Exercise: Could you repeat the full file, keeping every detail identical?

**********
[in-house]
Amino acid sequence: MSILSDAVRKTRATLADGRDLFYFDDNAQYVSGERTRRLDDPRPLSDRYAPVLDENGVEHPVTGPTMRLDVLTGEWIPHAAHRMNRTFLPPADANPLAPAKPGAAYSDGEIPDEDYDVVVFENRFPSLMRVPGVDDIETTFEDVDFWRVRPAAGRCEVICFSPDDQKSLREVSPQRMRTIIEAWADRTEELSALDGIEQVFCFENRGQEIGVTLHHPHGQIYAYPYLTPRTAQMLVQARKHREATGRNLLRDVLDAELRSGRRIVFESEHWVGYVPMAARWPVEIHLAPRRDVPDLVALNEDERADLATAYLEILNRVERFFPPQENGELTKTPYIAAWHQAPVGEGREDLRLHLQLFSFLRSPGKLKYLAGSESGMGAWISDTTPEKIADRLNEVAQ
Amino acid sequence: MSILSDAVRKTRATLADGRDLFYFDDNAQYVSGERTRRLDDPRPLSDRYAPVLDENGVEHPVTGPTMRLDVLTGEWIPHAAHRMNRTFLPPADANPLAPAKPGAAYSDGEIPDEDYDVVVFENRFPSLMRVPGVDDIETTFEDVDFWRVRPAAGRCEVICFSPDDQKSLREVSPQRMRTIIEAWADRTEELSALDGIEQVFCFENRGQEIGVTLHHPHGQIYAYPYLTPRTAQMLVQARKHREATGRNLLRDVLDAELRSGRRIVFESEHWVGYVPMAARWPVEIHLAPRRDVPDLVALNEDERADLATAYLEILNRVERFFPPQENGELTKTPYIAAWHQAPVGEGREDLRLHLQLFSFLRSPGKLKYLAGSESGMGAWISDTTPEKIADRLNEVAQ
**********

[in-house]
Amino acid sequence: MSILSDAVRKTRATLADGRDLFYFDDNAQYVSGERTRRLDDPRPLSDRYAPVLDENGVEHPVTGPTMRLDVLTGEWIPHAAHRMNRTFLPPADANPLAPAKPGAAYSDGEIPDEDYDVVVFENRFPSLMRVPGVDDIETTFEDVDFWRVRPAAGRCEVICFSPDDQKSLREVSPQRMRTIIEAWADRTEELSALDGIEQVFCFENRGQEIGVTLHHPHGQIYAYPYLTPRTAQMLVQARKHREATGRNLLRDVLDAELRSGRRIVFESEHWVGYVPMAARWPVEIHLAPRRDVPDLVALNEDERADLATAYLEILNRVERFFPPQENGELTKTPYIAAWHQAPVGEGREDLRLHLQLFSFLRSPGKLKYLAGSESGMGAWISDTTPEKIADRLNEVAQ
Amino acid sequence: MSILSDAVRKTRATLADGRDLFYFDDNAQYVSGERTRRLDDPRPLSDRYAPVLDENGVEHPVTGPTMRLDVLTGEWIPHAAHRMNRTFLPPADANPLAPAKPGAAYSDGEIPDEDYDVVVFENRFPSLMRVPGVDDIETTFEDVDFWRVRPAAGRCEVICFSPDDQKSLREVSPQRMRTIIEAWADRTEELSALDGIEQVFCFENRGQEIGVTLHHPHGQIYAYPYLTPRTAQMLVQARKHREATGRNLLRDVLDAELRSGRRIVFESEHWVGYVPMAARWPVEIHLAPRRDVPDLVALNEDERADLATAYLEILNRVERFFPPQENGELTKTPYIAAWHQAPVGEGREDLRLHLQLFSFLRSPGKLKYLAGSESGMGAWISDTTPEKIADRLNEVAQ